Court: Sherlock Lives In Public Domain

A US court has ruled that Sherlock Holmes – along with 46 stories and four novels he’s appeared in, not to mention the adaptations starring such as Martin Freeman and Benedict Cumberbund (pictured) – is in the public domain. The decision reaffirms the expiration of the copyright once owned by the estate of Scottish writer Arthur Conan Doyle. The ruling by the seventh US circuit court of appeals in Chicago comes after the Doyle estate threatened to sue the editor of a book of original Holmes fiction if the author didn’t pay licensing fees. Doyle’s estate contacted Leslie Klinger in 2011, when he was about to publish an anthology of original fiction starring Holmes, A Study in Sherlock: Stories Inspired by the Sherlock Holmes Canon. The estate demanded publisher Random House pay $5,000 in licensing fees for the use of the Holmes character. Random House paid the fees, even though Klinger thought that the Holmes stories were in the public domain.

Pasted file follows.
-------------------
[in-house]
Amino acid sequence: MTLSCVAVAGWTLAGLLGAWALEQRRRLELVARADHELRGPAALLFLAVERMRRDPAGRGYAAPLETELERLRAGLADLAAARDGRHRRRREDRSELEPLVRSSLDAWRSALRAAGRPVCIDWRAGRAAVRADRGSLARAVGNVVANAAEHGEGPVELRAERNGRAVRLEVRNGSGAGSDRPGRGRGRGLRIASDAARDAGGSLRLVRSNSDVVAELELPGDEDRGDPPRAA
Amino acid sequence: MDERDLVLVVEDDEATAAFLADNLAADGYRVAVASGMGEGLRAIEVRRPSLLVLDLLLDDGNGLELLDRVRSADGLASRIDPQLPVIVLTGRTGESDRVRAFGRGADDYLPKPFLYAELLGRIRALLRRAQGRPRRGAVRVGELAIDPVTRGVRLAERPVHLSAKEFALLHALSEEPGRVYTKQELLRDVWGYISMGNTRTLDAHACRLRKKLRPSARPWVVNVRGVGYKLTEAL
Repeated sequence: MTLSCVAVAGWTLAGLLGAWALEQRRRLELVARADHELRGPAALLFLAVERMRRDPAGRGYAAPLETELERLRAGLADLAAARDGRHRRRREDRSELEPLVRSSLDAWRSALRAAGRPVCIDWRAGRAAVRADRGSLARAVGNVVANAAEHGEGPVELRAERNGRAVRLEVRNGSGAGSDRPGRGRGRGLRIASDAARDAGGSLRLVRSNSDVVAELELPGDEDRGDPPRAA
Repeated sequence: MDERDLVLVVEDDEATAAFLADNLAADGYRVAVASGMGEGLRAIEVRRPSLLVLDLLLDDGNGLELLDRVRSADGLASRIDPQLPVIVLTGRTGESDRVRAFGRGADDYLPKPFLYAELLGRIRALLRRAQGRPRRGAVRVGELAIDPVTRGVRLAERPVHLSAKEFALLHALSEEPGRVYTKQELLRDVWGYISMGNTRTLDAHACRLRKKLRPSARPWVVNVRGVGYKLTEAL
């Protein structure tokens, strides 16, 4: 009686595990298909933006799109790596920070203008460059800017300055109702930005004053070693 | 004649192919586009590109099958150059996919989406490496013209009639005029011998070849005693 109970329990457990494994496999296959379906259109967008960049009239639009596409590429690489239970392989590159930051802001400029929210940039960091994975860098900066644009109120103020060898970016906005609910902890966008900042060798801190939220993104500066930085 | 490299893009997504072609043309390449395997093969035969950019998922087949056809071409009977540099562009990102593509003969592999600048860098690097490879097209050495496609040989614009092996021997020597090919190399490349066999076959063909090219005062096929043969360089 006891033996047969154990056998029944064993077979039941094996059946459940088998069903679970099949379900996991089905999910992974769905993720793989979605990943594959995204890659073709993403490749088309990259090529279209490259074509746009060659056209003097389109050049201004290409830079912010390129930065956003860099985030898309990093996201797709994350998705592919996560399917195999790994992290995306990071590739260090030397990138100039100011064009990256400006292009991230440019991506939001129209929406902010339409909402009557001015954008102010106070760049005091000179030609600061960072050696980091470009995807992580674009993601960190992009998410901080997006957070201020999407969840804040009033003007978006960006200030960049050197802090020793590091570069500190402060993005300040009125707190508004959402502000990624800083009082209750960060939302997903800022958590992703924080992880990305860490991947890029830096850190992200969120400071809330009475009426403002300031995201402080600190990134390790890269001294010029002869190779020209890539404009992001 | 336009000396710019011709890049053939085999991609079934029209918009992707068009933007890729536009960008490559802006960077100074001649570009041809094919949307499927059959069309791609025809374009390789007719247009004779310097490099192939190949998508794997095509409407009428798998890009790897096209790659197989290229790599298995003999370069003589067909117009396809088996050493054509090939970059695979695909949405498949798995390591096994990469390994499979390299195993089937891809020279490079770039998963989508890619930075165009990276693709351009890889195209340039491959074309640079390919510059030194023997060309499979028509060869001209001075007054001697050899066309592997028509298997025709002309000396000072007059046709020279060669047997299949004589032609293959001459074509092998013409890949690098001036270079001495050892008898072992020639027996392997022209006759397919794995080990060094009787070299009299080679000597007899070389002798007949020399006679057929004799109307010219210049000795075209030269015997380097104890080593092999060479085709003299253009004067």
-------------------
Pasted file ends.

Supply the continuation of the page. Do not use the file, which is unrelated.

Leave a Comment